Earth Day is right around the corner, and many of us are already striving to live in a more sustainable way, and understand how our actions affect the planet and future generations.
I consider myself “green-minded,” to include water conservation and water stewardship. Instead of bottled water, we fill reusable containers with tap water, and only run the dishwasher and washing machine with full loads. I don’t fertilize my lawn out of concern run-off will get into the creek on my property, which flows directly into Lake Michigan. Shoot - I don’t even water the lawn, letting it go dormant in the hottest months. I include elements of xeriscaping in much of my landscape, and we have a rain barrel to water all the potted plants and flower boxes. We could use 2 or 3 more barrels, actually, for use in the vegetable garden. Yes, there is always room for improvement, but I thought I was doing pretty well. Then I took a water conservation survey, and received a paltry score of 65 out of 100 possible points (a couple of aging vehicles, and my and my teenage daughter’s penchant for long, hot showers are downfalls). The survey labeled me “olive green.”
I don’t consider olive green to be a particularly pretty color. Obviously, some changes are needed, so I decided to take an on-line training program in water stewardship.
The survey and the training program are offered on a website developed by the Michigan Department of Agriculture and Rural Development, and both the Eaton and Van Buren Conservation Districts. The aim of Michigan Water Stewardship Program is to improve local water quality and to protect the Great Lakes, but is applicable to anyone anywhere interested in having a better understanding about how to conserve and safeguard water. Stating that “everyone can’t do everything, but everyone can do something,” the site presents simple changes and steps that any homeowner can make to benefit our world’s water supply.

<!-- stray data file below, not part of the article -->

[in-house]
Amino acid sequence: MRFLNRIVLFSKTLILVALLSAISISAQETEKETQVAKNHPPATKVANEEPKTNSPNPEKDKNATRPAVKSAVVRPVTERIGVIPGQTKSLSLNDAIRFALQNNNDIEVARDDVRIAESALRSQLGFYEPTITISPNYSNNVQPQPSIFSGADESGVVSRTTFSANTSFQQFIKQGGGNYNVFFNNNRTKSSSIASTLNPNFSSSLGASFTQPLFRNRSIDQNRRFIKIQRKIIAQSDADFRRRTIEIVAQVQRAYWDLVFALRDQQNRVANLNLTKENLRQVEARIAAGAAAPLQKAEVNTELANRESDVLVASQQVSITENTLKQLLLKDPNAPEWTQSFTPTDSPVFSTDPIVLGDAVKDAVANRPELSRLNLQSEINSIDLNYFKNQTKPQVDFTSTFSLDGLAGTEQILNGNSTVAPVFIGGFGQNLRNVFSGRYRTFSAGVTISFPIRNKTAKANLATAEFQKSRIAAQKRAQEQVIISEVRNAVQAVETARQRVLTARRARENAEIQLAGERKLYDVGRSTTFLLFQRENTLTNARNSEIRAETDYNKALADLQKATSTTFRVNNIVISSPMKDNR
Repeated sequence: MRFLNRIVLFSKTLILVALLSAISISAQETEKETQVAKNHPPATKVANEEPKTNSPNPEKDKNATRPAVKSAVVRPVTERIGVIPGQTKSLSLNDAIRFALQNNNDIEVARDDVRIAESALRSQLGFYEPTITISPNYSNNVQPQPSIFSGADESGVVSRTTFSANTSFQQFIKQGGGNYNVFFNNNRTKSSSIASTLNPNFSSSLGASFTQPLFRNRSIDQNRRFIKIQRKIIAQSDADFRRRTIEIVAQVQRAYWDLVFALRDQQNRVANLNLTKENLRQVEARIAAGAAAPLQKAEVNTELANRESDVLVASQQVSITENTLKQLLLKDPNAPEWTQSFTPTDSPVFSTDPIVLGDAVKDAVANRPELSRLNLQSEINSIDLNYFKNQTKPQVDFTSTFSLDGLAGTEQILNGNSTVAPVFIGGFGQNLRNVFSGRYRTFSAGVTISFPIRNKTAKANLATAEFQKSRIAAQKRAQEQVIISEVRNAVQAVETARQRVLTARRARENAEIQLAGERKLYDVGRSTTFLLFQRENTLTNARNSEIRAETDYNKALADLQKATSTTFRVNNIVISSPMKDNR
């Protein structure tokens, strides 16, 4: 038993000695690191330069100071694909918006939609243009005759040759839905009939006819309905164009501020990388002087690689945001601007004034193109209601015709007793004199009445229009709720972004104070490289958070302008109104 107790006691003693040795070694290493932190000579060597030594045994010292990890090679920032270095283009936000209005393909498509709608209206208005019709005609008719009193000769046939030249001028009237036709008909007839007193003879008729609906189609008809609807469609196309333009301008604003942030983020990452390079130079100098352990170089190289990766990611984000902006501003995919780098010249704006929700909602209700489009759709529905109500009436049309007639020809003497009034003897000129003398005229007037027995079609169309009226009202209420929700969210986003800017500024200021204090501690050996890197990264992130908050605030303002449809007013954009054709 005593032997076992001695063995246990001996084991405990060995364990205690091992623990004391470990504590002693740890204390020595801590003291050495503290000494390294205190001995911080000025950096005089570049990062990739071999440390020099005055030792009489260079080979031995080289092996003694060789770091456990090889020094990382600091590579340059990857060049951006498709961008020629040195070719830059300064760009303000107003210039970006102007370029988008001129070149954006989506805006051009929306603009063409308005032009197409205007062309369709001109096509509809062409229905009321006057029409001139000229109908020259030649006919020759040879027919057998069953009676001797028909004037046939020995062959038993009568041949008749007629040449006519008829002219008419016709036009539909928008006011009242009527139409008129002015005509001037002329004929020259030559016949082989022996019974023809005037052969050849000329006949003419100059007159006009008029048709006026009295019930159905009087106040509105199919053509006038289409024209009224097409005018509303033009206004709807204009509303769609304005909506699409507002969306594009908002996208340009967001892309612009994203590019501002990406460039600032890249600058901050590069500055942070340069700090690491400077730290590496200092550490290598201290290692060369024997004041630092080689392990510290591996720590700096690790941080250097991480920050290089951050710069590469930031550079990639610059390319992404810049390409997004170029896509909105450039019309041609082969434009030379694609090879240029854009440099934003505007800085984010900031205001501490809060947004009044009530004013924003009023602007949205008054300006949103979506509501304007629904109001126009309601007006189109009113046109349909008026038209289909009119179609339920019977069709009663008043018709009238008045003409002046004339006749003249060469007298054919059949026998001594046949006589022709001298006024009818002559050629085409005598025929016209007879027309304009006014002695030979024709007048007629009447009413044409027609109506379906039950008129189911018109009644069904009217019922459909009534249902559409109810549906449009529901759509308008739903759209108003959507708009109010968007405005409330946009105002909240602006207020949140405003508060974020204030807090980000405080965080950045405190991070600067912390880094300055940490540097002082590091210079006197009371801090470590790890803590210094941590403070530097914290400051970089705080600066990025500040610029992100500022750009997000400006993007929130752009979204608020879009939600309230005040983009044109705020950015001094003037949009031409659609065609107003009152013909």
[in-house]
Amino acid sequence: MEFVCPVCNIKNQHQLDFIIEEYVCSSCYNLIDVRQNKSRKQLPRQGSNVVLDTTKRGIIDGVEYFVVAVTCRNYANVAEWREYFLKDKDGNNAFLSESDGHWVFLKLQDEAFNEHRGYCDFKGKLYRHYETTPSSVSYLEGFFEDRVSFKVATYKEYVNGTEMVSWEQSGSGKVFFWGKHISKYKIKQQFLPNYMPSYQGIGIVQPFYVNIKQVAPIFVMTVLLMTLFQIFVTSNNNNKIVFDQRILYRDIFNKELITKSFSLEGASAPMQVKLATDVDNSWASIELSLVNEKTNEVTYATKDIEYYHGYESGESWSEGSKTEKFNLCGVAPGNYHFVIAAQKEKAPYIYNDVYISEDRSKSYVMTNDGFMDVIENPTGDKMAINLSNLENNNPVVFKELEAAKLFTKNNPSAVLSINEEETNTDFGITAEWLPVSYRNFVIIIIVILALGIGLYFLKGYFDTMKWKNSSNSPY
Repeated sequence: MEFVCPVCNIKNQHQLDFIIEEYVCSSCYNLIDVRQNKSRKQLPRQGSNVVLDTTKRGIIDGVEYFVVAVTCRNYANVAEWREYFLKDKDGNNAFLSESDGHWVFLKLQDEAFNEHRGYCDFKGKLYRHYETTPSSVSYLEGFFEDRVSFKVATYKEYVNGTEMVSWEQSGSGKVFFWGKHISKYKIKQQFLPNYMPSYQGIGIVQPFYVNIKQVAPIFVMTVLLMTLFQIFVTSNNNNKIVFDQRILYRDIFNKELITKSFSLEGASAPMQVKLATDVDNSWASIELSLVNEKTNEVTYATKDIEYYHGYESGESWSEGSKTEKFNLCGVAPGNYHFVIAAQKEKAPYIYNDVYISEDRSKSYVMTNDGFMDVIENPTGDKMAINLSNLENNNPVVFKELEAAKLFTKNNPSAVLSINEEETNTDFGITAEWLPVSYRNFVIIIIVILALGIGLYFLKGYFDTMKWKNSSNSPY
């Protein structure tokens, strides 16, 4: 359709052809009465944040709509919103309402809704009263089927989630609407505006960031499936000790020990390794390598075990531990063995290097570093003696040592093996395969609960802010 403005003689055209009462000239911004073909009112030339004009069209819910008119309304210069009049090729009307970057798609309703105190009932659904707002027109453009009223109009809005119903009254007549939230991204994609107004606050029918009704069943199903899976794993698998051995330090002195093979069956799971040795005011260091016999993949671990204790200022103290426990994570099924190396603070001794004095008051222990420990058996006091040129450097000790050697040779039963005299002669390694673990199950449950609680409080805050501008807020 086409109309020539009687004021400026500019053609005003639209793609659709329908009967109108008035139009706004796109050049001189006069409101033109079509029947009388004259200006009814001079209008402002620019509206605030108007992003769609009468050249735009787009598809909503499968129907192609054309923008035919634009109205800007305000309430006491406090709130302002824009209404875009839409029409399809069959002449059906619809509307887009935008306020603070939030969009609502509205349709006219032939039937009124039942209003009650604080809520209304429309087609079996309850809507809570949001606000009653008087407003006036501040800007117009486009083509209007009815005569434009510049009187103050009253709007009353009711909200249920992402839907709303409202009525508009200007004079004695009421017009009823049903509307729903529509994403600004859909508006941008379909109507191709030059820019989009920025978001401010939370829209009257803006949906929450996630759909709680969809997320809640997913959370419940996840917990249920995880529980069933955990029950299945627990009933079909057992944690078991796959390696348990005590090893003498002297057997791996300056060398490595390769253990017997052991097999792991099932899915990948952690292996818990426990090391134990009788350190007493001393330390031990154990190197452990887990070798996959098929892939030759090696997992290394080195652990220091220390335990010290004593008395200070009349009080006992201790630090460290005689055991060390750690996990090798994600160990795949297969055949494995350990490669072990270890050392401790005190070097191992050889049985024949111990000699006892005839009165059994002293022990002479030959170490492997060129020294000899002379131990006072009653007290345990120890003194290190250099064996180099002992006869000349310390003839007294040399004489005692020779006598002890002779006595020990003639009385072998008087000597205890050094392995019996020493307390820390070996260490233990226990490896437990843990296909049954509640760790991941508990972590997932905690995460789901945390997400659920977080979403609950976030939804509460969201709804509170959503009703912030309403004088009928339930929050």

The free on-line training program can be found on the site’s “Environmental Campus”. The program’s objectives are to help residents identify environmental concerns in and around their homes, to help both save money and better manage natural water resources by encouraging them to preventive actions to safeguard the environment.
Sixteen courses are offered in the program, each taking only 5 to 10 minutes to complete, covering topics such as watersheds, managing your home for energy savings, and preventing environmental risks in your yard. Each course consists of a lesson, and a multiple choice assessment. It’s extremely user-friendly, allowing you to pick-and-choose specific courses that interest you, take them in no particular order, and review if needed. The really nice thing about how this is designed is that the assessments can be taken before and/or after completing the lesson. It can also be revisited at later dates as many times as you wish in order to mark your progress over time as you implement some of the strategies within the course.
In addition to the “Environmental Campus”, the easy-to-navigate website is packed with loads of information. If you’d rather not take the stewardship program, in the homeowners section you’ll find tips for making easy and positive environmental changes; in the category of “Youth Steward” there are videos, games, and activities. Under the heading “Educators”, there are classroom activities and lesson plans. And of course, there’s the “How Green Are You?” water survey….
It was Kermit the frog who said, “It’s not easy being green”; it takes some effort to break old habits. Any effort is worthwhile, though, to shed the drab olive, and grow to be a bright, verdant green instead.
If you’d like to become a water steward, check out Michigan Water Stewardship Program.
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